On that note, the scene shifts to the one white person working for Ah Sahm, the white woman he saved. Penelope goes to a bar to speak with his defense attorney, Phillip Coleman (Aidan Whytock), calling him by his first name. He’s at a bar, drinking to stay drunk. He was expecting Penny because Buckley warned him.
Penny tells him, “The Chinese man you’re defending is innocent. He was only protecting my man servant from those Irish thugs.” Although she asks him to put her on the stand, Phillip reminds her so much could go wrong and besides, “Buckley has made is excruciatingly clear if I let you anywhere near this case then I lose my job.”
Penelope asks, “What happened to you, Phillip? Do you really think to little of me now?”
Phillip responds like a spurned suitor, “It doesn’t matter what I think any more. You’ve made your choice.”
Now other people have made other choices. At the jail, O’Hara uncuffs three happy drunk Irish men and locks them in the same cell as Ah Sahm, telling them, “You boys behavior yourselves, you hear me?” And then, O’Hara walks away. Ah Sahm has been listening to this while in a meditative pose. Don’t worry, there won’t be any mention of grasshoppers here. The Irish bad boys are the ones who will end up feeling bad. By the time O’Hara returns (at least one cigarette worth of time), all the Irish men are down, including one in the neighboring cell.
O’Hara asked, “What the hell kind of Chink are you?”
To O’Hara’s surprise, the man known as John Chinaman replies, “What the hell kind of cop are you?” Ah Sahm clearly states that speaking English would not have helped his case to which O’Hara replies, “not while you’re wearing a Hop Wei suit.”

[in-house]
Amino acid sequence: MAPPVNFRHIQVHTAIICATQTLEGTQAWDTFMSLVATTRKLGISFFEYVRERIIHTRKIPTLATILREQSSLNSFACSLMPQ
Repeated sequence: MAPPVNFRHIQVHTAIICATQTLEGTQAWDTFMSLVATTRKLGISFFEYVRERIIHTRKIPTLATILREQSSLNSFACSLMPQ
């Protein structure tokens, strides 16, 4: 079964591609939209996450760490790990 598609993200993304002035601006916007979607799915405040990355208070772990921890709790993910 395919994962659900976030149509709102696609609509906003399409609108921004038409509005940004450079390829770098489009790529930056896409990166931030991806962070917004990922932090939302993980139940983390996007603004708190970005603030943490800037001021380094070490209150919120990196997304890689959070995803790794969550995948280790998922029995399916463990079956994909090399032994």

“Do you think because you wear that uniform you’re any different?” Ah Sahm challenges O’Hara.
“I don’t go around assaulting people,” O’Hara says.
Ah Sahm dryly replies. “At least I have the balls to use my own hands” because O’Hara brings “assholes like this to do it for” him. Ah Sahm is clear that he knows the color of his skin is what makes him guilty and unprotected by the rough justice of San Francisco.
O’Hara is a bit bewildered, saying, “Strange the way you can talk. I close my eyes and you could be anyone.” At this point, every ethnic minority is probably hearing the praise, “You speak good English” in their minds.
Ah Sahm and O’Hara both hear the door opening and Lee enters. O’Hara sees him and quickly says, “Shift over; go home.” Lee isn’t about to let things go. “I saw you with Leary” and he quickly adds things up. “You put the men in with him deliberately.” O’Hara hotly denies it but has had enough troubles for the day and leaves Lee to clean up.
With O’Hara gone, Lee asks Ah Sahm if he was speaking English with O’Hara, but Ah Sahm isn’t finished playing games. Losing his dead-eye stare, he softens his gaze and apologetically says, “Uh, John Chinaman.”
Back at the home of one of the thugs, one of the large family makes the mistake of answering the door during dinner and gets knocked down. Li Yong (Joe Taslim) attacks the Irish dirty dozen before Mai Ling enters. Mai Ling makes it clear that in order for his wife and daughter to live, Seamus O’Shea (Warrick Grier) and his son Paul O’Shea (Andrew Jones Davies)–the men Penny called thugs– must not testify in court.
The next morning, O’Sheas don’t show up in court. The prosecutor asks for a continuance but the defense attorney, Phillip declares, “their absence is a slight” to the court and any delay would “condone” the disrespect. The judge agrees and the case is dismissed. The mayor (Christian McKay) and Walter Buckley (Langley Kirkwood) aren’t happy but can still work this situation to their advantage. In the back, Penelope is lurking. Leary is also there and visibly unhappy when the charges are dismissed. Lee protects Ah Sahm on his way out of court, but it’s O’Hara who ends up alone, talking with Ah Sahm. O’Hara tells him to go out a side door because “that crowd will tear you to pieces. ” Although he almost allowed three Irish thugs to have at him, O’Hara explains, “scraping dead Chinks off the sidewalk stops being fun after a while.” When asked if he has three thugs waiting for Ah Sahm in the back alley, O’Hara says it would take more than three, wouldn’t it? O’Hara asks Ah Sahm “Just stay on your side of the line.”